The next in the step rough-in stage is the plumbing installation process. We install PEX piping and PVC drain systems with black and greywater drains to be connected to an RV hookup or sanitary sewer system. We also include the connection to the main water supply. After this, the electric tankless water heater is installed.
Once the electrical and plumbing systems are installed, we apply spray foam insulation to the walls and ceilings. Our standard insulation package is more than sufficient to cover most geographic areas in the lower 48. We use 2LB closed-cell spray foam to insulate the walls (2" - r14 value) and ceilings (3" - r21 value) and utilize a subfloor system (r7 value) that we install under your luxury vinyl flooring.
For those in colder climates, we offer a 'winterization' upgrade package that, at a minimum, includes applying 2LB closed-cell spray foam underneath the container (2" - r14 value) and sealing it from the elements. Some counties may require more spray foam insulation in the ceiling or walls than our standard - no problem at all. We are a fully custom shop so we can add as much, or as little spray foam insulation as needed.
Once the insulation is installed, we thoroughly vacuum and clean the interior of the container before we move it to the carpentry section of our facility.
Step 5: Production Stage
Once your container is roughed in, we move the container to the carpentry section of our facility for the final stage of fabrication and finishing. This process starts with installing shiplap or drywall on the walls, ceilings, and trim on the walls, floor, and ceiling. We then re-paint the shiplap/ drywall and trim to make sure it is in pristine condition. Afterward, we install the ceiling furnishings (ceiling fans, fire / CO2 detectors, LED lights, etc..).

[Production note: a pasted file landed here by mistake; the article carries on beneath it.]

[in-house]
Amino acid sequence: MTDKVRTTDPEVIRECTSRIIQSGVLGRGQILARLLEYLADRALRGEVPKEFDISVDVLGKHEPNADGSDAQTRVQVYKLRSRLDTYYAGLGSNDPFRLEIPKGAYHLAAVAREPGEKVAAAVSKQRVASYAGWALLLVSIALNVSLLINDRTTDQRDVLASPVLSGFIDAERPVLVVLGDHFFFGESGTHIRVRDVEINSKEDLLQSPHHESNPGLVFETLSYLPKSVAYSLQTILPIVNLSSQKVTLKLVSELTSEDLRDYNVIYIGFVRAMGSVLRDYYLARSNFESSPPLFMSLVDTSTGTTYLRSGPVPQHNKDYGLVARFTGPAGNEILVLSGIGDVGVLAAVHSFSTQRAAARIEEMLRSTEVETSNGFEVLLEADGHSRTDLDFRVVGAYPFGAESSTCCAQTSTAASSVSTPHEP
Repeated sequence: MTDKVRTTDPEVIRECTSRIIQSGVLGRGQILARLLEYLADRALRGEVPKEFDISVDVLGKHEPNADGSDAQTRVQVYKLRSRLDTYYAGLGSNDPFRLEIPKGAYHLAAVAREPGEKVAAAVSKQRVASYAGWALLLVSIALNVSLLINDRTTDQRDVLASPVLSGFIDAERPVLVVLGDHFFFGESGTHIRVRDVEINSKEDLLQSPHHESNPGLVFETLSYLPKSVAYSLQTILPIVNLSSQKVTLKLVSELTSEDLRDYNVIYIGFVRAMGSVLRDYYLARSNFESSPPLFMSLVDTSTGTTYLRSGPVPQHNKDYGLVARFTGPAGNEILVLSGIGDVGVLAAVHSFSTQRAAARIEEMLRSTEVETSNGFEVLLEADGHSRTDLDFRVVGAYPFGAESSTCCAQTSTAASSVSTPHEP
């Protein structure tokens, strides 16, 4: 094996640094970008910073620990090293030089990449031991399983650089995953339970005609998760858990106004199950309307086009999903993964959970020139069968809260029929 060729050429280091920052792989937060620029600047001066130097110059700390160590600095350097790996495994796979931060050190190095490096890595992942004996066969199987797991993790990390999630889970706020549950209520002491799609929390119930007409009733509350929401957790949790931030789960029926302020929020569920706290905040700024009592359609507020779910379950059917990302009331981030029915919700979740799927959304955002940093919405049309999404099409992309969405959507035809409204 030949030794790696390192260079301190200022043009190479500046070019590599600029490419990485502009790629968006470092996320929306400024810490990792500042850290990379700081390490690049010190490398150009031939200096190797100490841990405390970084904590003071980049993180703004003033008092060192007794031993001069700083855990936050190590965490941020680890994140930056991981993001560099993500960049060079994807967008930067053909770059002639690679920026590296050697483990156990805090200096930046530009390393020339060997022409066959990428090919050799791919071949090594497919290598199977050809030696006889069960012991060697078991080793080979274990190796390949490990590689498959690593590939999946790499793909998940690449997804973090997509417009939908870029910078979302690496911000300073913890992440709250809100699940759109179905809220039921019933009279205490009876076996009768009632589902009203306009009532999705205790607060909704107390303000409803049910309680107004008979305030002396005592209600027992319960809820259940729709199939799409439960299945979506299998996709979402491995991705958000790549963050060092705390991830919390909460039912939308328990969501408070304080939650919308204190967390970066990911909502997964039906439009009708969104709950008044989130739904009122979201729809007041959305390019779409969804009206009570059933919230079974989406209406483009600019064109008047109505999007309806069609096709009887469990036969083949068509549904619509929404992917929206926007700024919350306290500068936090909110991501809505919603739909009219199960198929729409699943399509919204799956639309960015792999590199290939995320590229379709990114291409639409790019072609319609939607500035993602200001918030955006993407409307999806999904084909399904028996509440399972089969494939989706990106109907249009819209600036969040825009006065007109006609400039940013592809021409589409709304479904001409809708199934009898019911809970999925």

This stage also includes installing the HVAC (12,000 BTU 19 SEER 230 Ductless Mini-Split Air Conditioner & Heat Pump). At the same time, our team is installing luxury vinyl flooring throughout the container and the exterior doors, windows & lights outside the container.
The kitchen furnishings and fixtures that are typically installed include:
- Quality cabinetry (soft close hardware, upgraded box construction) topped with floating butcher block shelves above countertops.
- Fire clay farmhouse sink & faucet with pulldown sprayer.
- 2 burner electric induction cooktop (freestanding).
- Space for an apartment-sized refrigerator.
Once the kitchen and bathroom are complete, we install the interior sliding barn or pocket doors. This completes the fabrication of your container home, at which point we thoroughly clean the interior and exterior of the container and move the container to the quality control area.
Step 6: Inspection/ Quality Control Stage
Our Production / Quality Control Manager and Project Manager perform the quality control inspection of the project. This includes testing the HVAC, electrical, and plumbing systems. The windows and doors are inspected, and the weather tightness of the container home is tested. A finishing quality walkthrough is then performed to ensure container aesthetics are pristine.
Once our internal quality check is completed and your container home passes, the customer either inspects the container remotely by video call walk-through or visits our production facility and inspects it in person.
Once the container passes all inspections, it is prepped for shipment. Windows and doors are taped, and moveable items in the container are locked down for transit.
Our quality control process includes multiple quality control checks throughout each stage of the container fabrication process listed above. We provide the customer with at least two status updates a month which include pictures and/or videos, and descriptions of the build. Our team documents each stage of the build process through picture and/or video documentation that is stored in a project-specific folder.